I enjoyed this Ted Radio Hour show for various reasons. One, it reminded me to not be too serious and to laugh more about hardships and turmoils. But more importantly, I appreciated these two speakers, Maysoon Sayid and Negin Farsad because their stories, told with humor, are trying to break down stereotypes and prejudices and are bringing people together.
Negin Farsad has even taken her mission off the stage and into the street, setting up booths, making pastries, and asking if anyone has any questions about Islam. And when people ask, when they truly sit down and ask honest questions, questions like, "Why do some Muslim women look like you, and some Muslim women you can't tell who they are? Like if they robbed a bank, you wouldn't be able to tell who they are?" or "I don't understand, I mean, you're dressed like an American" - "I am American" she interrupts - "Okay . . ." and "Tell me why I haven't seen Muslims who are not extremist criticizing the Muslims who are?" walls begin to crumble.
In order for community and unity to be found, for ignorance to be beaten, somebody has to be strong. Kind. And bigger than the situation, than themselves. They must, "remain delightful" because, "you'll attract more bees with honey." Which also means, sometimes, those holding the honey will have to endure the stings of the ignorant and cruel.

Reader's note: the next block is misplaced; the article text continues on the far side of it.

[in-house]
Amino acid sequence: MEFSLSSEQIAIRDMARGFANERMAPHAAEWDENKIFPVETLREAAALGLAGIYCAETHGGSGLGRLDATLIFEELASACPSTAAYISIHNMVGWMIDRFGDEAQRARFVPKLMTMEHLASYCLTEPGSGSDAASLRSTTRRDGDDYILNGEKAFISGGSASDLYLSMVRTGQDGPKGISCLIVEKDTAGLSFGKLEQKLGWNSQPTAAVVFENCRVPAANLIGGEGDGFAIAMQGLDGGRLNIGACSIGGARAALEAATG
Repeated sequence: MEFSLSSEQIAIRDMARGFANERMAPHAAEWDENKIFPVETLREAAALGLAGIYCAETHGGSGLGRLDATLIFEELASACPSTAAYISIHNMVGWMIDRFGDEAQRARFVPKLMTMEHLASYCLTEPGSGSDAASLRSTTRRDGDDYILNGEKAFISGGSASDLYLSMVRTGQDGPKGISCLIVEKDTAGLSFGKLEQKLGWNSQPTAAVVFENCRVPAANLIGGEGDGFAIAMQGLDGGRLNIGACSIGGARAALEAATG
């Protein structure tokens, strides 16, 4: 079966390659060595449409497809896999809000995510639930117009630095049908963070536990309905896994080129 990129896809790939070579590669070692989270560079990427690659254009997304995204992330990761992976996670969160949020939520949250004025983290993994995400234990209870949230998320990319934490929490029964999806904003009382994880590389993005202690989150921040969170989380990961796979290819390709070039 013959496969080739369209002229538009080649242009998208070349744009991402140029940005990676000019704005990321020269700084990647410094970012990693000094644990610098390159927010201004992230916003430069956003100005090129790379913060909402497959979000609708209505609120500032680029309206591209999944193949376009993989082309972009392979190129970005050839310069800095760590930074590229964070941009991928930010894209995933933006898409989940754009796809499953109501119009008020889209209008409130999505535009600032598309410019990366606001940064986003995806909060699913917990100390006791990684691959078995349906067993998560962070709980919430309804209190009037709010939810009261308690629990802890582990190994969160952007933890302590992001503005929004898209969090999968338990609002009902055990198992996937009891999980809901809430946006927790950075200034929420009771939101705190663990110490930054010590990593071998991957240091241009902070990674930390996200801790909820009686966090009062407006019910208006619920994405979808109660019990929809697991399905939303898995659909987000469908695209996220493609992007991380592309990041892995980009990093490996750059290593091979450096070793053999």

Negin and her fellow traveling comedians made a movie about this project called, "The Muslims are Coming."
Soon thereafter, a known hate group spent 300,000 dollars on an ANTI MUSLIM poster campaign.
Negin and her crew responded with a "Fighting Bigotry with Delightful Posters" campaign. They raised the money, worked with the city of NY for over five months, and got the posters approved.
The posters said things like, "Fact. Grown up Muslims can do more pushups than baby Muslims!"
But then, two days after they were supposed to go up, they were banned for "political content."
Despite this and other obstacles, like death threats, Negin says she still things Social Justice Comedy is one of the greatest weapons against bigotry. "I have performed in red states and blue states, and one thing I've found," she explains, "is that the American people are not built to hate. They want to be friendly and they want to offer you a coffee and open the door for you." They want to be good neighbors.
Because "if you approach people with love," Negin argues, "you get love in return." Muslim or not.
Once more Ms. Adichie's words come to mind, "Single stories create stereotypes. And the problem with stereotypes is not that they are untrue, but incomplete."
Remain delightful, because the Muslims are coming, and many of them carry honey.
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